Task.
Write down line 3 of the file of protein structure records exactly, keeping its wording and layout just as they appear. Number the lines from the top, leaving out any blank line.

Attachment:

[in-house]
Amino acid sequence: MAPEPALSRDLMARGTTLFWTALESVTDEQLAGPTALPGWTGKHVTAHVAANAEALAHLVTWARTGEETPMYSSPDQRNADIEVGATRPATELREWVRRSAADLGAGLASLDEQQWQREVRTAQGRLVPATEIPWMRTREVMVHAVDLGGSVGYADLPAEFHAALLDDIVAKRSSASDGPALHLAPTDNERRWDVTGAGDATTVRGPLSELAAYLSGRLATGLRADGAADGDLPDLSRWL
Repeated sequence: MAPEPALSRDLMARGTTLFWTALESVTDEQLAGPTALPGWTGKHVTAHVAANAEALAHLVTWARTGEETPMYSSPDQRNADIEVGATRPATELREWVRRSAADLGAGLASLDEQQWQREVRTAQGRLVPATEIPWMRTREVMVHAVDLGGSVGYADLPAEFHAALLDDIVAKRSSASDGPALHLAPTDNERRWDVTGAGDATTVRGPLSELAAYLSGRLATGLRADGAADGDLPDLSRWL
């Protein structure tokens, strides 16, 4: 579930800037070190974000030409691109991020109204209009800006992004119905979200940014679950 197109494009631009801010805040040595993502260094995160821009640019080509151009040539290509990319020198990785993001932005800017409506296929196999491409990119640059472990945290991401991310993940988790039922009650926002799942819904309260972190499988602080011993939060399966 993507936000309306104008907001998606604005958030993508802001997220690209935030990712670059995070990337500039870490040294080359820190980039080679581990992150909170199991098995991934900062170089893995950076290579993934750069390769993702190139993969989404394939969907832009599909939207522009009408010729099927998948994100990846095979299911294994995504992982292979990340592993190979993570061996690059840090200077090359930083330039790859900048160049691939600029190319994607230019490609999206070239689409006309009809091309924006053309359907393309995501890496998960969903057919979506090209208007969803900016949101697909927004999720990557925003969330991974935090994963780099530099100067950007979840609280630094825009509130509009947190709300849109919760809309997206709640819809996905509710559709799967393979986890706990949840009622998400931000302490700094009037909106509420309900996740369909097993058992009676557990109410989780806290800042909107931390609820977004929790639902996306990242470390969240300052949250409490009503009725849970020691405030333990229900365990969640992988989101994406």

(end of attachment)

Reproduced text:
Repeated sequence: MAPEPALSRDLMARGTTLFWTALESVTDEQLAGPTALPGWTGKHVTAHVAANAEALAHLVTWARTGEETPMYSSPDQRNADIEVGATRPATELREWVRRSAADLGAGLASLDEQQWQREVRTAQGRLVPATEIPWMRTREVMVHAVDLGGSVGYADLPAEFHAALLDDIVAKRSSASDGPALHLAPTDNERRWDVTGAGDATTVRGPLSELAAYLSGRLATGLRADGAADGDLPDLSRWL